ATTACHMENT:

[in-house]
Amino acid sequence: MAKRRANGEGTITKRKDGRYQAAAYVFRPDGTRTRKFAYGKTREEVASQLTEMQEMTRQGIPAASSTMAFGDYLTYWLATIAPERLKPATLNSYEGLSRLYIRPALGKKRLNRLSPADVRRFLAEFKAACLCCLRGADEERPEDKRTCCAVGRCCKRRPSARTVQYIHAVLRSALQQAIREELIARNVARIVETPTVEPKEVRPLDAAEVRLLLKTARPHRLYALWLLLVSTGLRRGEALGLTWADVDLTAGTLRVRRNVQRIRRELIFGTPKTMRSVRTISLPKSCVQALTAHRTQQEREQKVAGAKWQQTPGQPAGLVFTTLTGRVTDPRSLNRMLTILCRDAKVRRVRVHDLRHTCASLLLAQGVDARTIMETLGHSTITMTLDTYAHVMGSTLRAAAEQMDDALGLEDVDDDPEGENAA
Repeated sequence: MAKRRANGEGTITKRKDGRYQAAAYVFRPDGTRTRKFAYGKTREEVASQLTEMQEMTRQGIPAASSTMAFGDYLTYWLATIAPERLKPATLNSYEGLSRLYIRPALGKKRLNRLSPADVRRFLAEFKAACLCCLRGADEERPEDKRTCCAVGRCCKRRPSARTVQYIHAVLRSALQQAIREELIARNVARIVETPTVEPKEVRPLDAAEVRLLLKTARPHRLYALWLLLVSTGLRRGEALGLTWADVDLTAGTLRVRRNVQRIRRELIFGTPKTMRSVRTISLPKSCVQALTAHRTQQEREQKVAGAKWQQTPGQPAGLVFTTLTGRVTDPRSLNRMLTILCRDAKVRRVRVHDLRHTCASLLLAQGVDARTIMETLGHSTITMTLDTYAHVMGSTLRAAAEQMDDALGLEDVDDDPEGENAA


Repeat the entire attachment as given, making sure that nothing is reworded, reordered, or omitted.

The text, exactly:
[in-house]
Amino acid sequence: MAKRRANGEGTITKRKDGRYQAAAYVFRPDGTRTRKFAYGKTREEVASQLTEMQEMTRQGIPAASSTMAFGDYLTYWLATIAPERLKPATLNSYEGLSRLYIRPALGKKRLNRLSPADVRRFLAEFKAACLCCLRGADEERPEDKRTCCAVGRCCKRRPSARTVQYIHAVLRSALQQAIREELIARNVARIVETPTVEPKEVRPLDAAEVRLLLKTARPHRLYALWLLLVSTGLRRGEALGLTWADVDLTAGTLRVRRNVQRIRRELIFGTPKTMRSVRTISLPKSCVQALTAHRTQQEREQKVAGAKWQQTPGQPAGLVFTTLTGRVTDPRSLNRMLTILCRDAKVRRVRVHDLRHTCASLLLAQGVDARTIMETLGHSTITMTLDTYAHVMGSTLRAAAEQMDDALGLEDVDDDPEGENAA
Repeated sequence: MAKRRANGEGTITKRKDGRYQAAAYVFRPDGTRTRKFAYGKTREEVASQLTEMQEMTRQGIPAASSTMAFGDYLTYWLATIAPERLKPATLNSYEGLSRLYIRPALGKKRLNRLSPADVRRFLAEFKAACLCCLRGADEERPEDKRTCCAVGRCCKRRPSARTVQYIHAVLRSALQQAIREELIARNVARIVETPTVEPKEVRPLDAAEVRLLLKTARPHRLYALWLLLVSTGLRRGEALGLTWADVDLTAGTLRVRRNVQRIRRELIFGTPKTMRSVRTISLPKSCVQALTAHRTQQEREQKVAGAKWQQTPGQPAGLVFTTLTGRVTDPRSLNRMLTILCRDAKVRRVRVHDLRHTCASLLLAQGVDARTIMETLGHSTITMTLDTYAHVMGSTLRAAAEQMDDALGLEDVDDDPEGENAA